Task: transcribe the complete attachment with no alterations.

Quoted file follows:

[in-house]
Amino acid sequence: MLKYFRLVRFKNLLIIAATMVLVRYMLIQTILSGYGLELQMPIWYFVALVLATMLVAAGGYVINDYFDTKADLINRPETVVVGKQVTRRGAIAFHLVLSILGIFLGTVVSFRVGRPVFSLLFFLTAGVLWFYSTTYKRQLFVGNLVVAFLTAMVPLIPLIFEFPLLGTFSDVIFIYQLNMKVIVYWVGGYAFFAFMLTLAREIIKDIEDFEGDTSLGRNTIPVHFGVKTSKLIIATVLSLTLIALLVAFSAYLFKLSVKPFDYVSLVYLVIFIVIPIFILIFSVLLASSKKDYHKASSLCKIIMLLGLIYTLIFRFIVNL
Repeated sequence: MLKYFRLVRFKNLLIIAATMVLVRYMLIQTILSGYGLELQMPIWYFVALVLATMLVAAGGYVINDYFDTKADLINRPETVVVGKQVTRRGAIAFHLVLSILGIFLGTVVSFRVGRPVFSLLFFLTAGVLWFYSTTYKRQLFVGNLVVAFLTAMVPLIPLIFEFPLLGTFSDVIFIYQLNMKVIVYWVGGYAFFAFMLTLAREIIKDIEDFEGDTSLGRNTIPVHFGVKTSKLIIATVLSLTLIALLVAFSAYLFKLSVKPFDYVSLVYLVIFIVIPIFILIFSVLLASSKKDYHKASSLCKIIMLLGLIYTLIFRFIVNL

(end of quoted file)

[in-house]
Amino acid sequence: MLKYFRLVRFKNLLIIAATMVLVRYMLIQTILSGYGLELQMPIWYFVALVLATMLVAAGGYVINDYFDTKADLINRPETVVVGKQVTRRGAIAFHLVLSILGIFLGTVVSFRVGRPVFSLLFFLTAGVLWFYSTTYKRQLFVGNLVVAFLTAMVPLIPLIFEFPLLGTFSDVIFIYQLNMKVIVYWVGGYAFFAFMLTLAREIIKDIEDFEGDTSLGRNTIPVHFGVKTSKLIIATVLSLTLIALLVAFSAYLFKLSVKPFDYVSLVYLVIFIVIPIFILIFSVLLASSKKDYHKASSLCKIIMLLGLIYTLIFRFIVNL
Repeated sequence: MLKYFRLVRFKNLLIIAATMVLVRYMLIQTILSGYGLELQMPIWYFVALVLATMLVAAGGYVINDYFDTKADLINRPETVVVGKQVTRRGAIAFHLVLSILGIFLGTVVSFRVGRPVFSLLFFLTAGVLWFYSTTYKRQLFVGNLVVAFLTAMVPLIPLIFEFPLLGTFSDVIFIYQLNMKVIVYWVGGYAFFAFMLTLAREIIKDIEDFEGDTSLGRNTIPVHFGVKTSKLIIATVLSLTLIALLVAFSAYLFKLSVKPFDYVSLVYLVIFIVIPIFILIFSVLLASSKKDYHKASSLCKIIMLLGLIYTLIFRFIVNL